Try telling that to the Rev. Ronald Moore, the pastor of Stronger Hope Church in north Jackson. Moved by the governor's vision to enlist the aid of local churches, Moore began to challenge his black, middle-class congregation to reach out to welfare families in the city's depressed central and south sections. His congregation of about 200 has adopted 17 families, and five have found full-time employment. "I think the governor has hit a grand slam," says Moore. "He has caused many church leaders to say `yes, we've dispensed love, but there is a group of people who we've not really changed.' "
Much of the state's religious community -- dominated mainly by independent-minded Baptist churches and black congregations with memories of racial segregation -- remains skeptical about any partnership with government. Nevertheless, about 175 churches have contacted the DHS to get profiles of welfare families in their neighborhoods, and have adopted more than 75 families on AFDC. In September, the Mississippi Family Council hosted a conference on breaking the welfare cycle that drew more than 200 church leaders and lay people.
The most common refrain was that churches -- black and white -- are indeed failing in their most basic moral and spiritual responsibilities to the poor.
"There is something wrong with a gospel that will not lead people out of poverty," says the Rev. Thomas Jenkins, chairman of the church-based New Lake Development Foundation in central Jackson. The foundation offers tutoring programs and classes for the General Equivalency Degree, carpentry, computer training, and transitional housing for women and children -- all emphasizing the implications of faith on daily decision-making.
Moore, who recruits congregations statewide for the program, emphasizes the role of the church in teaching personal responsibility and hard work, sexual abstinence and fatherhood. His favorite theme: "Stop doing what the government's been doing. Government has been trying to treat the effect, the aftermath. But we've got to go back to the basics and treat the cause."
Over the last year, Moore has addressed more than 300 pastors representing several denominations. Numerous churches have endorsed the initiative, including the National Baptist Convention, the nation's largest black denomination.
Top DHS officials, handpicked by Governor Fordice, are reading from the same reform hymnal. Executive director Taylor has invited a leading consulting firm to work with his deputies and divisional directors to remake the agency's philosophy of assistance. State caseworkers who continue to function as "enablers," Taylor says, are in for a rude awakening.
The buzzwords at the DHS now are "accountability," "responsibility," and "permanent change." That's a significant leap for any state welfare department. And if large numbers of the state's congregations take up the governor's challenge to labor among the poor, then Mississippi could redefine the welfare debate with other words -- such as faith, hope, and charity.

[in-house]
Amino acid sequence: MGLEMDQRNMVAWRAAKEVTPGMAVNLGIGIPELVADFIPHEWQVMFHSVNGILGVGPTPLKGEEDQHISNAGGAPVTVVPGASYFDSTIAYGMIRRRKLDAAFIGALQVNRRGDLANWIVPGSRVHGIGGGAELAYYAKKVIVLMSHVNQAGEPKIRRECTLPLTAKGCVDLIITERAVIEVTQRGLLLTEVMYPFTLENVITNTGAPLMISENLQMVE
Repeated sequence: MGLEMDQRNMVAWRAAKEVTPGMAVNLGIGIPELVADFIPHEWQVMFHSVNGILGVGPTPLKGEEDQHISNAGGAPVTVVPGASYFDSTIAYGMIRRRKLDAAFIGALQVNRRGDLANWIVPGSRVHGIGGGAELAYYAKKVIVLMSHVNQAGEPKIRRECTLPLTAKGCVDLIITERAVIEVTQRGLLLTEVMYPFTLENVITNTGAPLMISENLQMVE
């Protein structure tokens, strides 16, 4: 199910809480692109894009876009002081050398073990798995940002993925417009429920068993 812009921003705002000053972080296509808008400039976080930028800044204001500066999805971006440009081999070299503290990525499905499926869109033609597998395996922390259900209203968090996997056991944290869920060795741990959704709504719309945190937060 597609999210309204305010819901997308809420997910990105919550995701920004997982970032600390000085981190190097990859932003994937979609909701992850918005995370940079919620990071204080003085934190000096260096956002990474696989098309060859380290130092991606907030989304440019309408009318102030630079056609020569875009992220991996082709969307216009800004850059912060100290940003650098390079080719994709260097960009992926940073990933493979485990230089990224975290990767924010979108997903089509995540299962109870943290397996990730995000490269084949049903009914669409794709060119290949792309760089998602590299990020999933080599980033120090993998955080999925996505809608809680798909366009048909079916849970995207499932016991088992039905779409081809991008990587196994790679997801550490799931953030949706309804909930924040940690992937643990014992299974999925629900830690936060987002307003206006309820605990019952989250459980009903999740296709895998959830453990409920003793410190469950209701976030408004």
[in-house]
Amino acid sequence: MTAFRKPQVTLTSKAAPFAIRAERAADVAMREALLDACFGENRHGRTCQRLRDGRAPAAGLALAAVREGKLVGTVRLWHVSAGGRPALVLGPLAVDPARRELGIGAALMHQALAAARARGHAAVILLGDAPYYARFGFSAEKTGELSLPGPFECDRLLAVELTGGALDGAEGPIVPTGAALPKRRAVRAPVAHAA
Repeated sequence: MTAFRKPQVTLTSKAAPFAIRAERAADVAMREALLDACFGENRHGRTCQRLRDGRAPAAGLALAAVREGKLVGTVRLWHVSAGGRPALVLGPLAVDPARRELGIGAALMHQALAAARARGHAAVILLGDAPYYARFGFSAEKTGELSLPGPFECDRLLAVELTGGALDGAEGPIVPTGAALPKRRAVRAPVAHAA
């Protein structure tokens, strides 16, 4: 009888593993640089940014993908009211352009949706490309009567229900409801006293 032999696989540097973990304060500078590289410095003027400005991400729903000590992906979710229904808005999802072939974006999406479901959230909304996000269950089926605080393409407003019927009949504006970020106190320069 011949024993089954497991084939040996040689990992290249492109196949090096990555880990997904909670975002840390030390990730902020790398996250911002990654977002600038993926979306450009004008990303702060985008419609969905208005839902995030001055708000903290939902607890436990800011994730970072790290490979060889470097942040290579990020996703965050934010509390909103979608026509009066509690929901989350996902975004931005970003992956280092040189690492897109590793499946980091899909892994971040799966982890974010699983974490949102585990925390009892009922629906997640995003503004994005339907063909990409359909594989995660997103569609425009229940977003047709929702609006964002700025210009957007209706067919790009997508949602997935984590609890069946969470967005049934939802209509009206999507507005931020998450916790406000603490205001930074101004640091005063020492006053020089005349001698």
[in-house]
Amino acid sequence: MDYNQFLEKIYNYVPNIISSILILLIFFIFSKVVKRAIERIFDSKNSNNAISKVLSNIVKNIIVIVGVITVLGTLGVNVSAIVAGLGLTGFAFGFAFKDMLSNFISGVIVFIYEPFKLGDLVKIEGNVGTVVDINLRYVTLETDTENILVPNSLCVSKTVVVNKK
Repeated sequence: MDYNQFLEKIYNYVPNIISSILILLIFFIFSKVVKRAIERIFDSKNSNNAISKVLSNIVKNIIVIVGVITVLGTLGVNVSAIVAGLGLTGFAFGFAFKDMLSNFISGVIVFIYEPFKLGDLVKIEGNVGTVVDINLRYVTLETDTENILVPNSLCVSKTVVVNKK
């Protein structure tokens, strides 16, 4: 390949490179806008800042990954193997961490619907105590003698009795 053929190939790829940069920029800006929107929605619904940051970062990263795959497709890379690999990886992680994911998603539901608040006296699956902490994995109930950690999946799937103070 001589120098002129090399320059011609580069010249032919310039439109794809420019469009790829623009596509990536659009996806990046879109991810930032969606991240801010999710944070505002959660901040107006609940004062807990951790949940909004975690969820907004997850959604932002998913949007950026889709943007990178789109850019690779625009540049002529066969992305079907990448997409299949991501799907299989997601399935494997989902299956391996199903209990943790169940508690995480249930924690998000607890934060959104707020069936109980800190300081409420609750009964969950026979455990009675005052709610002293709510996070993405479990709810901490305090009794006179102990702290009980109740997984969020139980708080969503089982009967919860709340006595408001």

Joe Loconte is the deputy editor of Policy Review: The Journal of American Citizenship.
Graham Cracks the Racial Barrier
Mississippi governors haven't always had such cordial relations with religious leaders. In 1952, a fiery young Southern Baptist preacher named Billy Graham led an interracial crusade in Jackson, defying segregationist governor Hugh White's request that he hold entirely separate services for blacks.
Graham wrestled with the segregation question just as he was beginning to attain national prominence as an evangelical preacher. Though he rejected separate services during his Jackson campaign, Graham accepted segregated seating. He seemed to have done so with reservations. Toward the close of the crusade, he said that God's love knows no racial barriers. Moreover, he identified Jackson's two greatest social problems as illegal liquor (Mississippi was still dry) and segregation.
"There is no scriptural basis for segregation. It may be there are places where such is desirable to both races, but certainly not in the church," Graham told the crowd. "The ground at the foot of the cross is level. . . . [I]t touches my heart when I see whites stand shoulder to shoulder with blacks at the cross."
Though Graham's statements were both risky and visionary -- he made them four years before Martin Luther King Jr. rose to national prominence -- he waffled on the segregation question when challenged by critics. He must have done some soul-searching over the next several months: In March 1953, a year before the Supreme Court outlawed segregated schools, Graham told the sponsoring committee of his Chattanooga, Tennessee, crusade that he could not abide segregated seating. The committee balked. Graham didn't blink: Committee members watched in astonishment as he personally took down the ropes separating black and white sections.
After the Court's Brown v. Board of Education ruling, Graham never permitted any form of enforced segregation in his meetings, even in the Deep South.
. "The church should have been the pacesetter. The church should voluntarily be doing what the federal courts are doing by pressure and compulsion," the young preacher said. Graham soon became convinced as even many secularists now claim that "a great spiritual revival is needed to relieve the racial and political tensions of today."